mobile-money
Mobile Communications

Tony Virdi (Global) - Evolution of a Cashless Society: Taking a Lesson from Emerging Markets

There's no doubt that consumer demand for mobile money services is strong - Gartner predicts that mobile payment transaction values will surpass $171.5 billion this year, a 61.9% increase from 2011. While in the UK and other Western markets we are struggling to roll-out a comprehensive mobile money system, not only has mobile money existed in the Nordics for quite some time, but it's also well-established in emerging markets such as Africa (e.g. E-Pesa), India and South America where infrastructures are less complex.

While in emerging markets, mobile money has leapfrogged some of the issues we are facing in order to bring mobile money to the masses, here in the UK, we have legacy infrastructure and systems that we have to overcome in order to achieve mobile money success. Nevertheless, I estimate that we will catch up with other markets in less than two years.

As money becomes increasingly digitised, most businesses need to develop strategic, effective and timely mobile services to remain competitive and to cater to customer demand. While many view mobile as a critical part of their strategy, those who have successfully rolled out services across multiple products are still in the minority.

One of the issues that organisations face is that with mobile money there is no right or wrong way to bring it to market, or indeed a blueprint - yet - for how to do this successfully. And, as consumers clamour for the enhanced customer experience, the bigger businesses, including banks, run the risk of losing out to smaller and more nimble and agile players who can adapt more quickly.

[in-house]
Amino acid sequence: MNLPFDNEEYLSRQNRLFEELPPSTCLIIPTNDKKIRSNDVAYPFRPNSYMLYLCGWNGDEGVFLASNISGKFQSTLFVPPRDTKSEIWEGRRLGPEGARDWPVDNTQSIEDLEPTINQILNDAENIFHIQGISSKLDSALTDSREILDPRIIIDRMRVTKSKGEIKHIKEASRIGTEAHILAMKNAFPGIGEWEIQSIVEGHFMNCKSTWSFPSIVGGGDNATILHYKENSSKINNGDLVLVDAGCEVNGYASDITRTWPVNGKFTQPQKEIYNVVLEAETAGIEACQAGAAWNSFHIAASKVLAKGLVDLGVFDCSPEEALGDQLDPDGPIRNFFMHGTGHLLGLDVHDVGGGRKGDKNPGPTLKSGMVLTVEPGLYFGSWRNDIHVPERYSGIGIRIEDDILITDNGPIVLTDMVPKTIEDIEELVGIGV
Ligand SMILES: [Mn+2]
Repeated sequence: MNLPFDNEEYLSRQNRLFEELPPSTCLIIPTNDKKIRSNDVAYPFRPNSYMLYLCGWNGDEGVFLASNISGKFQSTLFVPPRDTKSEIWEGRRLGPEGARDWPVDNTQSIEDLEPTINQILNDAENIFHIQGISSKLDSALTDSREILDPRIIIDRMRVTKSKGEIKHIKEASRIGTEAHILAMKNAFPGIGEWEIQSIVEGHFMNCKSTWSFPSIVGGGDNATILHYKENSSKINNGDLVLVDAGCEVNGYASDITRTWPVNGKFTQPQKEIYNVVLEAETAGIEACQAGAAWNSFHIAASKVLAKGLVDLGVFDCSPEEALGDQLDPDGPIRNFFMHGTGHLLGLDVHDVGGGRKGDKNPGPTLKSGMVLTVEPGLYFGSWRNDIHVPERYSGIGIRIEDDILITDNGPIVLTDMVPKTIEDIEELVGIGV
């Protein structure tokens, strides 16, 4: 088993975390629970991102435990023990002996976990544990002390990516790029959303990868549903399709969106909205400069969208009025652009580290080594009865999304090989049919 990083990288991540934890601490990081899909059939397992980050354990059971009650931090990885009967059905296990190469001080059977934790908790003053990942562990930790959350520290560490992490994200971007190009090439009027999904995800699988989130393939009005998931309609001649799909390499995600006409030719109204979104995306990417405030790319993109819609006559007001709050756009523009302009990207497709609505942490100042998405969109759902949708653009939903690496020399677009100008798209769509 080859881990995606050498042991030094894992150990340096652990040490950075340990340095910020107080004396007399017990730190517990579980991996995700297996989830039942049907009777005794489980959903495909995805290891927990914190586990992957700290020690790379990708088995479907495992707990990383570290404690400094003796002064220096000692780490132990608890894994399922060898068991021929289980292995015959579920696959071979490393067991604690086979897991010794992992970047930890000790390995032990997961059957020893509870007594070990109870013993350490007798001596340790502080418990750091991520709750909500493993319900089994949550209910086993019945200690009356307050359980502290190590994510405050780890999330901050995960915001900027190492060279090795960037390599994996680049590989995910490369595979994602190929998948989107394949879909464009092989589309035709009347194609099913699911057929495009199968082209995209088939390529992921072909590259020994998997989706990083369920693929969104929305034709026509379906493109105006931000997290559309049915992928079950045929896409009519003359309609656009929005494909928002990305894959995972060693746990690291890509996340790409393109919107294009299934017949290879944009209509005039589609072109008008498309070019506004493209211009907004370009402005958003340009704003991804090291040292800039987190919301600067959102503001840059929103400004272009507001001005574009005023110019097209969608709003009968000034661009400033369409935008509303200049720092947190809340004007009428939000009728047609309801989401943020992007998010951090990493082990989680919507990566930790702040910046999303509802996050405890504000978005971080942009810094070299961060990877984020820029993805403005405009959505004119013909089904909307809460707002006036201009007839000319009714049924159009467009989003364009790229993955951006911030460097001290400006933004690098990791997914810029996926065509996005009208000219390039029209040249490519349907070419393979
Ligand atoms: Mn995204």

So, they are looking for solutions to catch up with their counterparts in emerging markets. Ones that can be delivered cost-effectively and speedily, with the ability to scale as customer demand increases. Specifically, financial institutions are looking to provide innovative mobile banking, payments and commerce solutions to customers that can be used on any device, across any platform. The ultimate benefit of this is that it will enhance customer relationships by offering easy-to-use payment methods, as money becomes more digitised and customers' acceptance of such solutions increases. Banks are keen to earn customer trust by providing a better customer experience and this is an obvious way to do so.

Mobile technology has real potential to significantly change consumer-facing industries. As a route to market, it reshapes the channel mix; as a computing and service platform, it redraws the ways in which businesses engage with customers; and, as a new technology architecture, it creates opportunities for new products and revenues. The accent in the rapidly changing world of consumer services is on true personalisation, context-aware systems, and real-time services.

Mobile money has arrived and is driving a disruptive shift in channel interaction with consumers, thereby accelerating the replacement of cash and bringing new products/services to consumers. The market is ready to explode and only regulation and controls are rightly holding back the pace of change.

But, it's really important that it's not seen as just another IT project. Nor is it about a single app or mobile website. In my experience, mobility is transformational in the same way as the internet has been. The most successful mobility strategies focus on anticipating customer needs and demands in tandem with adapting to how retail is evolving, for example how people prefer to shop. They are also built on a strong collaboration between business, IT and ultimately end users, and it is only by building strong partnerships that businesses can ensure they capitalise on the mobile money opportunity. The mobile money disparity between developed and developing markets is still vast but mobile money contenders are rushing to close it, and any player hoping to take the lead on this and cash in on the opportunity will need to be extremely agile and collaborative.



By Tony Virdi, Vice President and Head of Banking and Financial Services in the UK & Ireland, Cognizant

 

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